Our laws still prevent access to cannabis for veterans

Source: Acreage Holdings, Nick Etten

For some of our soldiers, the battle never stops. One in three U.S. veterans has been diagnosed with a chronic pain-related condition. Up to 20 percent of our 2.7 million Iraq and Afghanistan veterans will fight against post-traumatic stress disorder (PTSD) in any given year, while about 30 percent of Vietnam veterans have suffered PTSD in their lifetime. Medical cannabis must be one of the tools for treating the physical and mental wounds of people who put everything on the line for their country.

There’s plenty of proof that cannabis works as a treatment for chronic pain and PTSD. Studies show the drug relieves pain — such as inflammation, swelling, tension and sore muscles. Cannabis has won recognition from experts such as the American College of Physicians, the American Public Health Association and the American Nurses Association as a safer alternative to many legal treatments.

Cannabis also alleviates the distressing and persistent symptoms of PTSD. Veterans who have suffered from a range of symptoms — such as traumatic flashbacks, insomnia, relationship problems and drug and alcohol abuse — report that cannabis has saved their lives.

That is because PTSD sufferers are at a higher risk of suicide. Forty percent of Iraq and Afghanistan Veterans of America members have known at least one post-9/11 veteran who committed suicide, while 31 percent have thought about taking their own life. It is no exaggeration to say that medical cannabis can really be a matter of life or death.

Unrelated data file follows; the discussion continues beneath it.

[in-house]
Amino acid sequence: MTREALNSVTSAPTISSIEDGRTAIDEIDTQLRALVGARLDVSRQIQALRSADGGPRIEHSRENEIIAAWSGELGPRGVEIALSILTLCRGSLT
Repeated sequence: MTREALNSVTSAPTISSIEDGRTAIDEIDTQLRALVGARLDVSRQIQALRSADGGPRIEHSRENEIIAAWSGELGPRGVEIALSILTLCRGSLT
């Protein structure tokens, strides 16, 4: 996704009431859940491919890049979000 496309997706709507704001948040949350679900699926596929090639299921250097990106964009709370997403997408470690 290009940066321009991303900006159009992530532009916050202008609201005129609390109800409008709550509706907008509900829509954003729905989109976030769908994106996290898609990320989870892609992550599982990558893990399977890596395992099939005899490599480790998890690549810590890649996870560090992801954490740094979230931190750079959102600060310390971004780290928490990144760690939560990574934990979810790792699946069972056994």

An overwhelming majority of Americans supports medical cannabis. An online HealthDay/Harris Poll survey conducted in May reports that more than 80 percent of Americans favor legalization for medical use.

But right now, cannabis is not an option for most veterans. While cannabis is legal in some form in two-thirds of U.S. states, it is still classified by the Drug Enforcement Administration (DEA) as a Schedule 1 drug, a designation meant for those drugs with no currently accepted medical use. It means that cannabis shares the same status as heroin.

So Veterans Affairs (VA) medical facilities are prohibited by law from prescribing cannabis, and insurance does not cover it as a medical treatment option. The result: the VA continues to treat vets with cocktails of painkillers that are contributing to the growing opioid crisis in the U.S.

Without the benefit of insurance, a veteran choosing cannabis over opioids can expect to spend thousands of dollars annually. It’s around $300 for an initial consultation and diagnosis, and then roughly another $100 for a state marijuana card. If a doctor prescribes 1 gram daily — a relatively typical amount — that would cost $15 a day, or $5,460 for a full year — a huge cost for most vets who earn about $40,000 a year.

We’re making good progress at the state level: medical cannabis is now legal in 32 states and the District of Columbia. However, our veterans need to start seeing movement at the federal level to have any hope of easier access to the cannabis they desperately need.

About the Author:  Nick Etten is Vice President/Government Affairs at Acreage Holdings. Prior, Nick was Executive Director of the Veterans Cannabis Project.



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